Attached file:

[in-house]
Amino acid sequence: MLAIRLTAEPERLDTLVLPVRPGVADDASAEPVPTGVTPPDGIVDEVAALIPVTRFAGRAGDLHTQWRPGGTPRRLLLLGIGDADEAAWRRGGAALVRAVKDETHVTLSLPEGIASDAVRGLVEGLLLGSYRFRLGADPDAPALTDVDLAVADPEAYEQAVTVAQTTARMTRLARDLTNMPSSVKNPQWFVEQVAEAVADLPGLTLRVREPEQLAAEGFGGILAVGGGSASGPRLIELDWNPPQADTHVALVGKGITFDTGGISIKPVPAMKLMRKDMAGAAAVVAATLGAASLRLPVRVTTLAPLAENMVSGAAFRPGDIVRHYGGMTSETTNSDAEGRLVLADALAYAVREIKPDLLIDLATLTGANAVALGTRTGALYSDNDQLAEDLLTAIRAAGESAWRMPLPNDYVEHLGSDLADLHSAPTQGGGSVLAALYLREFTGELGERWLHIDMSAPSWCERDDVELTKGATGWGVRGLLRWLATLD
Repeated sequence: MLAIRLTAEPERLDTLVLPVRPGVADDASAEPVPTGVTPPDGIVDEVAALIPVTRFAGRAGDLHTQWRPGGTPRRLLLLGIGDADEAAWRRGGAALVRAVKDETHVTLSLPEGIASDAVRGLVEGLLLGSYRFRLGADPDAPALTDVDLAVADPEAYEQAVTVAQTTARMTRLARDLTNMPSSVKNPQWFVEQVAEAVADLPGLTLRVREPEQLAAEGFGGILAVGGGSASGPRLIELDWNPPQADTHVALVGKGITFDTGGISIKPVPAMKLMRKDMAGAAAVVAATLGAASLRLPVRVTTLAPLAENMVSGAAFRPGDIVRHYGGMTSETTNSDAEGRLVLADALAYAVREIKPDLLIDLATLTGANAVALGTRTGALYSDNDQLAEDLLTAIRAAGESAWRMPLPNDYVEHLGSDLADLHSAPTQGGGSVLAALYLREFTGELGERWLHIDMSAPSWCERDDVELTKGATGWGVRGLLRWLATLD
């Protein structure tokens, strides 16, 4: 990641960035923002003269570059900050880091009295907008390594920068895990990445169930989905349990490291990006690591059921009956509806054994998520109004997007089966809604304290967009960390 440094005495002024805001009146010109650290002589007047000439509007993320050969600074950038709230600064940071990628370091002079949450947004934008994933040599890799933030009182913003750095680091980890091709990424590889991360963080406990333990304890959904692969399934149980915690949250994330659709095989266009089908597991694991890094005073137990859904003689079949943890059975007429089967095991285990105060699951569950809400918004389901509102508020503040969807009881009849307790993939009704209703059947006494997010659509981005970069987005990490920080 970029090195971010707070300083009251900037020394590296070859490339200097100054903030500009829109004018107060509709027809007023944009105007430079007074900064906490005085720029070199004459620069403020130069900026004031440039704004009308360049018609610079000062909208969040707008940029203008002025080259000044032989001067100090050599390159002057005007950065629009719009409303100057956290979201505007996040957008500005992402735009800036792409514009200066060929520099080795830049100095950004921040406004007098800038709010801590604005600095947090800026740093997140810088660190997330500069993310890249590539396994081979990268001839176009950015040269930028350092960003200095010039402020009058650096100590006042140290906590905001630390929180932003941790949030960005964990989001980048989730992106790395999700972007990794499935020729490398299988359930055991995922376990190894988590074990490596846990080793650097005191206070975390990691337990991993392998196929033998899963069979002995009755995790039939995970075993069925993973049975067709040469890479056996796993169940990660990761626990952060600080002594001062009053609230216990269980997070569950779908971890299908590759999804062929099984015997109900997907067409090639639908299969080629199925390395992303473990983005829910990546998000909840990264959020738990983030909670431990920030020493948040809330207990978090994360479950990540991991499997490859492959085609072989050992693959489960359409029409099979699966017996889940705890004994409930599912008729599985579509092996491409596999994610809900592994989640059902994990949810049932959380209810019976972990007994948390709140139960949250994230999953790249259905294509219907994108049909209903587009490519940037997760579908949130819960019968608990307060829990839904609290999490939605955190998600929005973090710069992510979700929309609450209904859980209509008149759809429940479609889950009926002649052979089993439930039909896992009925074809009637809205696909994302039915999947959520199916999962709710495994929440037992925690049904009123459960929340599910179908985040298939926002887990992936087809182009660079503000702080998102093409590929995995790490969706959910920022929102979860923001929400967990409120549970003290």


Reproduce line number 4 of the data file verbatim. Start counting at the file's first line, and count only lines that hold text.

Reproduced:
């Protein structure tokens, strides 16, 4: 990641960035923002003269570059900050880091009295907008390594920068895990990445169930989905349990490291990006690591059921009956509806054994998520109004997007089966809604304290967009960390 440094005495002024805001009146010109650290002589007047000439509007993320050969600074950038709230600064940071990628370091002079949450947004934008994933040599890799933030009182913003750095680091980890091709990424590889991360963080406990333990304890959904692969399934149980915690949250994330659709095989266009089908597991694991890094005073137990859904003689079949943890059975007429089967095991285990105060699951569950809400918004389901509102508020503040969807009881009849307790993939009704209703059947006494997010659509981005970069987005990490920080 970029090195971010707070300083009251900037020394590296070859490339200097100054903030500009829109004018107060509709027809007023944009105007430079007074900064906490005085720029070199004459620069403020130069900026004031440039704004009308360049018609610079000062909208969040707008940029203008002025080259000044032989001067100090050599390159002057005007950065629009719009409303100057956290979201505007996040957008500005992402735009800036792409514009200066060929520099080795830049100095950004921040406004007098800038709010801590604005600095947090800026740093997140810088660190997330500069993310890249590539396994081979990268001839176009950015040269930028350092960003200095010039402020009058650096100590006042140290906590905001630390929180932003941790949030960005964990989001980048989730992106790395999700972007990794499935020729490398299988359930055991995922376990190894988590074990490596846990080793650097005191206070975390990691337990991993392998196929033998899963069979002995009755995790039939995970075993069925993973049975067709040469890479056996796993169940990660990761626990952060600080002594001062009053609230216990269980997070569950779908971890299908590759999804062929099984015997109900997907067409090639639908299969080629199925390395992303473990983005829910990546998000909840990264959020738990983030909670431990920030020493948040809330207990978090994360479950990540991991499997490859492959085609072989050992693959489960359409029409099979699966017996889940705890004994409930599912008729599985579509092996491409596999994610809900592994989640059902994990949810049932959380209810019976972990007994948390709140139960949250994230999953790249259905294509219907994108049909209903587009490519940037997760579908949130819960019968608990307060829990839904609290999490939605955190998600929005973090710069992510979700929309609450209904859980209509008149759809429940479609889950009926002649052979089993439930039909896992009925074809009637809205696909994302039915999947959520199916999962709710495994929440037992925690049904009123459960929340599910179908985040298939926002887990992936087809182009660079503000702080998102093409590929995995790490969706959910920022929102979860923001929400967990409120549970003290």